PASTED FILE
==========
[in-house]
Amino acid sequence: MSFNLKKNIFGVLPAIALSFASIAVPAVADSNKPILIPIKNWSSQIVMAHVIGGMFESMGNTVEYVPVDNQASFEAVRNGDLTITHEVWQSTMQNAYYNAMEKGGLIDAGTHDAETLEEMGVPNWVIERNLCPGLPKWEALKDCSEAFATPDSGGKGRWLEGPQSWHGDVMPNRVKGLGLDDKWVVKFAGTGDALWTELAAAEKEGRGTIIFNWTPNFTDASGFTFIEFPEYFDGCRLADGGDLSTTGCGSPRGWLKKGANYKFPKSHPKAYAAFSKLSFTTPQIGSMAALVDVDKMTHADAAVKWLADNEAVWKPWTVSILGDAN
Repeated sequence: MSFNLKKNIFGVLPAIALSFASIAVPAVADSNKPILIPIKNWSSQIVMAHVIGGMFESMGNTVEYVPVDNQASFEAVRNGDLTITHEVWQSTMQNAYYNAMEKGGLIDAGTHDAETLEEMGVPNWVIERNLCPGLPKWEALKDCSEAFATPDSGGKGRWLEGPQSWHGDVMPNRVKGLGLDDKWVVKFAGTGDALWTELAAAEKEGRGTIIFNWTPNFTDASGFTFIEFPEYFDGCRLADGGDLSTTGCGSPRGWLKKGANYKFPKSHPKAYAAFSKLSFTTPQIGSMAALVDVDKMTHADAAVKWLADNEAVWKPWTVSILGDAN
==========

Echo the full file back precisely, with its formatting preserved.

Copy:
[in-house]
Amino acid sequence: MSFNLKKNIFGVLPAIALSFASIAVPAVADSNKPILIPIKNWSSQIVMAHVIGGMFESMGNTVEYVPVDNQASFEAVRNGDLTITHEVWQSTMQNAYYNAMEKGGLIDAGTHDAETLEEMGVPNWVIERNLCPGLPKWEALKDCSEAFATPDSGGKGRWLEGPQSWHGDVMPNRVKGLGLDDKWVVKFAGTGDALWTELAAAEKEGRGTIIFNWTPNFTDASGFTFIEFPEYFDGCRLADGGDLSTTGCGSPRGWLKKGANYKFPKSHPKAYAAFSKLSFTTPQIGSMAALVDVDKMTHADAAVKWLADNEAVWKPWTVSILGDAN
Repeated sequence: MSFNLKKNIFGVLPAIALSFASIAVPAVADSNKPILIPIKNWSSQIVMAHVIGGMFESMGNTVEYVPVDNQASFEAVRNGDLTITHEVWQSTMQNAYYNAMEKGGLIDAGTHDAETLEEMGVPNWVIERNLCPGLPKWEALKDCSEAFATPDSGGKGRWLEGPQSWHGDVMPNRVKGLGLDDKWVVKFAGTGDALWTELAAAEKEGRGTIIFNWTPNFTDASGFTFIEFPEYFDGCRLADGGDLSTTGCGSPRGWLKKGANYKFPKSHPKAYAAFSKLSFTTPQIGSMAALVDVDKMTHADAAVKWLADNEAVWKPWTVSILGDAN